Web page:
I wander through life in the company of nonbelievers. My closest friends follow the Golden Rule, but the sayings of Jesus fall on barren soil. I am selling, but no one is buying a Redeemer. Oddly, I am less distressed by my circle of friends, these secular saints who truly care for the marginalized, than the haters who, in the name of Jesus Christ, selectively search the scriptures for churlish outcomes. We need to heal the sick, feed the hungry, and care for the weak among us—and always remember we cannot love God and hate our neighbor, for where our hearts are, there will be our treasure. Not everyone believes in the sweet by and by, but I cannot help but commend Christlike behavior.
NOTE: If you want to make a comment about the poetry or communicate with me, please email me at firstname.lastname@example.org. Thank you.
Giving thanks in your heart is the alpha of gratitude. Gratitude is the sum of what you sense and say. Remembering to offer your thanks is the omega of gratitude.
Longing for things you lack is a flawed attitude. Always be thankful for what you have today. Feeling grateful in your heart is the alpha of gratitude.
Do not devalue the goods you currently hold. What you have today was only hoped for yesterday. Remembering to offer your thanks is the omega of gratitude.
Desire for things puts you in an anxious mood. You’ll find your happiness in the persons you most enjoy. Giving thanks in your heart is the alpha of gratitude.
The lives of those you love will increase in magnitude as you count your blessings and walk with them in the Way. Remembering to offer your thanks is the omega of gratitude.
The ungrateful person is one who journeys in solitude. Appreciation is the greatest kindness, far and away. Giving thanks in your heart is the alpha of gratitude. Remembering to offer your thanks is the omega of gratitude.
We bring nothing into the world and we leave the world with nothing. Whatever comes our way, we are renting—and never owning. We aim to be content with basic food and clothing. If blessed with more than that, we do our best in sharing.
Godliness is the reverence of persons who never stop believing that we live in the presence of God. We do all we can in storing up treasures of a good foundation for the future—for life everlasting.
The condor rises on wings of the present and past. Warm thermals lift these wings of time.
One wing is all of us in this sacred place. The other bears the souls of every age.
We fold the Common Era into a single day. Time slows to a stop with the bread and cup.
And now we eat this bread and drink this cup. Go in peace to love and serve the Lord.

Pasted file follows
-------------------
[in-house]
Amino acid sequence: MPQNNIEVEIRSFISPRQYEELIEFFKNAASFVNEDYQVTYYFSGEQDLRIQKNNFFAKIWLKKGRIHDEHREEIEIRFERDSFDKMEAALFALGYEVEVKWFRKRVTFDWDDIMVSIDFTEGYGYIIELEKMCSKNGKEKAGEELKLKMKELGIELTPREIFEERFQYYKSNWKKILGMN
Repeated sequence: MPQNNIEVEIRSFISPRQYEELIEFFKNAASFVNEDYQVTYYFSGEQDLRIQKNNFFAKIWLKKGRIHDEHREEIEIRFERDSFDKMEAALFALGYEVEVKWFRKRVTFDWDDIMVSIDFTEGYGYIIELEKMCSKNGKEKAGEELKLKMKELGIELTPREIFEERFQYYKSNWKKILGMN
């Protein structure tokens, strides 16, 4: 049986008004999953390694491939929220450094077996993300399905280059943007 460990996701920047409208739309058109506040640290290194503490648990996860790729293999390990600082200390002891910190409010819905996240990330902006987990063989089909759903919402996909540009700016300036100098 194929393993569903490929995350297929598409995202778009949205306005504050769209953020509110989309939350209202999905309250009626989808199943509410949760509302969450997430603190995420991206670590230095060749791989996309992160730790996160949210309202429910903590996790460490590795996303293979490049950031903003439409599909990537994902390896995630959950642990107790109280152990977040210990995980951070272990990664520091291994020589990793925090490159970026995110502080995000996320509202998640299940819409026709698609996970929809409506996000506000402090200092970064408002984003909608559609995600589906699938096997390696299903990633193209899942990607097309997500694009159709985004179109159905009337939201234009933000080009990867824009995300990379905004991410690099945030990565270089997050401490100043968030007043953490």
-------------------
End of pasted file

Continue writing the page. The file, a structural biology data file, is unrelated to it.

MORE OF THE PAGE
I did not find any of the readings for today’s posting particularly inspiring for poetry. The first lesson is a pity party for Jeremiah. Psalm 79 is a litany of complaints to God, imploring Him to destroy the enemies of Israel. In the letter to Timothy, I have written several poems already about the ideas expressed here. Luke 16:1-9 is confusing (to me) because it seems Jesus is talking about an assortment of dishonest, opportunistic rascals.
Instead, I am posting a personal favorite of mine. “Breaking the Consecrated Bread” is one of my earliest poems on Christian themes. It has been set to music to be performed during the Communion service. The setting is for a flute soloist and a full choir. Kerry Lewis is the composer. Click this to see the sheet music.
The potter was weary of throwing ordinary pots.
For the longest time, he sat at the potter’s wheel
crafting useful pots with a bland appeal.
None of these pots satisfied his heart of hearts.
Each pot was slightly different, but basically the same.
I want to make a vessel, the potter allowed,
of the highest quality—something to make me proud!
The potter began his masterpiece, and gave it the name
Israel. Nothing happened according to plan. The clay refused to cooperate. It wobbled on the wheel. The potter could never get the proper feel, and the flawed clay spoiled in the potter’s hand.
The potter’s fail unveiled a hopeful sign.
He was not able to pull the perfect from the good,
but the spoiled clay taught a lesson of what should
be done to fully achieve his true design.
A single mom gave everything she had
to her children. She took care of their urgent needs
at all hours. She worked in a stressful job
to put food on the table and clothes on their backs.
Because of her, there was peace and harmony at home.
The day came when she suffered a stroke and died.
Nothing was the same again. The children devolved
into anger and bitterness. Selfishness ruled the day.
The team was losing. The starting point guard